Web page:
Robert W. Beatty

Beatty, Robert W.

(1927 – 2000)

Architect Robert Wade Beatty was born in Portland, Oregon, on November 30, 1927. He received his formal architectural training at the University of Washington graduating in 1956.

Active in the Seattle chapter of the AIA while still in school, Beatty became the Program Chair for the Seattle Times Home-of-the-Month program in 1956. That same year he passed his Washington State architectural exams and became licensed. He was later licensed to practice in Alaska.

After establishing his own firm in 1957, Beatty focused his early career on single-family residences. His design for the William Edward House in the Vista Mountain Development with architect Walter R. Bell, was a Seattle Times Home-of-the-Month in October 1956, and his split entry style design for a residence in the Manhattan View Estates outside of Burien was featured in the Seattle Times in April 1957. The following year Beatty worked with the Home Improvement Contractors Council of Home Builders Association to demonstrate the possibilities of remodeling an older home. Their “Project Face-lift” was featured in the Seattle Times in December 1958. He also supplied the design for the model home (“The Galaxy”) at the 1959 Seattle Home Show which featured “a new concept in residential design – a multiple-arched roof line.” Beatty’s design for the David Wing House near Seattle’s Seward Park, with his associate John Pearce Jones, took a deferent approach, and featured two off-set modified A-frames.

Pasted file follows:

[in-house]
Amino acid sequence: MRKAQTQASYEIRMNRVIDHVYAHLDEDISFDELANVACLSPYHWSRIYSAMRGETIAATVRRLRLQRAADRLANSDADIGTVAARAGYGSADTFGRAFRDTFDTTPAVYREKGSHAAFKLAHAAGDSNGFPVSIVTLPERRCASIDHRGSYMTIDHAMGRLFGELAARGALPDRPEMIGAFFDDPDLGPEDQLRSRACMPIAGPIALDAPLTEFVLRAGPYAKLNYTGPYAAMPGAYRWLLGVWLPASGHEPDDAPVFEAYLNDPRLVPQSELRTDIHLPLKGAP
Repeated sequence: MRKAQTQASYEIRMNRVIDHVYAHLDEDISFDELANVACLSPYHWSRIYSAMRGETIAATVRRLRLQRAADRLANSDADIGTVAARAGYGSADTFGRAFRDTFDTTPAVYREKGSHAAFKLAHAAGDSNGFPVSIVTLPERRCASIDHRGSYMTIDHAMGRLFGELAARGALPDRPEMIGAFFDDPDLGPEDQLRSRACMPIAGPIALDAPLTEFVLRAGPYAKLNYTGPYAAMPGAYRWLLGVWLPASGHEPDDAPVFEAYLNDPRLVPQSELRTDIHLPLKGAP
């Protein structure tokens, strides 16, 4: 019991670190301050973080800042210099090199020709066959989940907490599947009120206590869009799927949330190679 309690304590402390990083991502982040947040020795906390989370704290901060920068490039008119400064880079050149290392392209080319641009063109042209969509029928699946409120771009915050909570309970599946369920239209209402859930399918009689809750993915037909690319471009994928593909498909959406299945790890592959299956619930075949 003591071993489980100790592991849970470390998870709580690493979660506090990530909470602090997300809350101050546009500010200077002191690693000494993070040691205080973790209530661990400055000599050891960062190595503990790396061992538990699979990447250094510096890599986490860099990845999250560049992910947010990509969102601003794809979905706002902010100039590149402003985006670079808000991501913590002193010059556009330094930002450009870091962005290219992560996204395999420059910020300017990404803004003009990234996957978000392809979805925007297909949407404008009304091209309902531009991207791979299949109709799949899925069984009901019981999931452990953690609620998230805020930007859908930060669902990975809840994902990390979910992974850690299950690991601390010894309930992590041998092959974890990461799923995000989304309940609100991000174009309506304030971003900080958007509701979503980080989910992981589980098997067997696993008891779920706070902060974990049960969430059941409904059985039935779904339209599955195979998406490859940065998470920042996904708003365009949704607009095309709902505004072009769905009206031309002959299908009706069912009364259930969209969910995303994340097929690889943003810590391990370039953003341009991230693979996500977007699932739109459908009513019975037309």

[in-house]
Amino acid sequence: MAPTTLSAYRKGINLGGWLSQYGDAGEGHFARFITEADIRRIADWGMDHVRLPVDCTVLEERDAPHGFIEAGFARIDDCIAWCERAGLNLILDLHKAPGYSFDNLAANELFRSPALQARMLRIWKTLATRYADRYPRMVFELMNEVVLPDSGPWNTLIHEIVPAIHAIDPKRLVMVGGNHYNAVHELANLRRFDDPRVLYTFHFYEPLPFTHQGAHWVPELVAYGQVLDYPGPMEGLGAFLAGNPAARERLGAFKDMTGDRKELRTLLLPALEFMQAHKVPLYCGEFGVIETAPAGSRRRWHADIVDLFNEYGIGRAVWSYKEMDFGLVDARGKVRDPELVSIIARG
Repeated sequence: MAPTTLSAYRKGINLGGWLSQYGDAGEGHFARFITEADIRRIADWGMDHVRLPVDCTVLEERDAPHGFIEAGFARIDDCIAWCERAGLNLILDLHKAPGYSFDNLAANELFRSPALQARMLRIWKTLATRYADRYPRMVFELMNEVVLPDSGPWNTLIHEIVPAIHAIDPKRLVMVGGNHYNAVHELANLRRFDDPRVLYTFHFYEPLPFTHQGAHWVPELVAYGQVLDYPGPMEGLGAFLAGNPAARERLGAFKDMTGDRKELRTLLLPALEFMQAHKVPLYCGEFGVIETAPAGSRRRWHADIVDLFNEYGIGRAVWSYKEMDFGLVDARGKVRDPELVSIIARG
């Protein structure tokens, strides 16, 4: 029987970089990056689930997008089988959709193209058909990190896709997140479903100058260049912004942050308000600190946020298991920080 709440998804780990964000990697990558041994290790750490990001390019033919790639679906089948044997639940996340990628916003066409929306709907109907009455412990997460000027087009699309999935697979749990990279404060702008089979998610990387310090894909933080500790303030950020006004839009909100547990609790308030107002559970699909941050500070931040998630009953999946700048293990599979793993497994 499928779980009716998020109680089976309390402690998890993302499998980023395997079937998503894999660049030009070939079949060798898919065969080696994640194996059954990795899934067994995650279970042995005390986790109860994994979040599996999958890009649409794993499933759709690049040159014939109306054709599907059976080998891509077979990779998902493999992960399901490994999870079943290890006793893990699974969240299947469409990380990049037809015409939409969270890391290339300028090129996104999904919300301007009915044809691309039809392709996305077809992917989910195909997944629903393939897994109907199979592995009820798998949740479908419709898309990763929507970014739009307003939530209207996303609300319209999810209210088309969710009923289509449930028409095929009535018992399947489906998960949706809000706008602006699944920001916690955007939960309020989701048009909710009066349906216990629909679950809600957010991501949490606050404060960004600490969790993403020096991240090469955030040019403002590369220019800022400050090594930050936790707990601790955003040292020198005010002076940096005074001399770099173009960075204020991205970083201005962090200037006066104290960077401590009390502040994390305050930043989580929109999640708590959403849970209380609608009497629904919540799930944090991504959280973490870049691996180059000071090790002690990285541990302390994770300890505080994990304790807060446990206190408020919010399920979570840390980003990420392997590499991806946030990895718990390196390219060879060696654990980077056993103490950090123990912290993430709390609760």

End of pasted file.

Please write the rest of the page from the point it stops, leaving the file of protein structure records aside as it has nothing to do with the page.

Despite his success in single family home design, Beatty began to specialize in multi-family apartment designs. Known projects include the 1123 Taylor Avenue Apartments (1959), the Letitia Apartments (1960), the Plaza 4300 Apartments (1960), an apartment building at 4314 Dayton Ave. (1960), another at 2345 Minor Ave N. (1960), the Dor Rik Apartments (1961), the Barrett West Apartments (1964), the Lockside Apartments (1964), the Iron Ridge Apartments in Burien (1969), and the Shorewood Town Houses (1978). Many of the apartments he designed were built by contractor/builder Alton R. Royce.

Later non-residential projects include the Highland Park Methodist Church (1960); and the Bonney Lake Library, and a three-part module building developed by the Western Modular Corp. of Kent (1975, demolished).

Beatty died in Seattle on January 31, 2000.

– Michael C Houser

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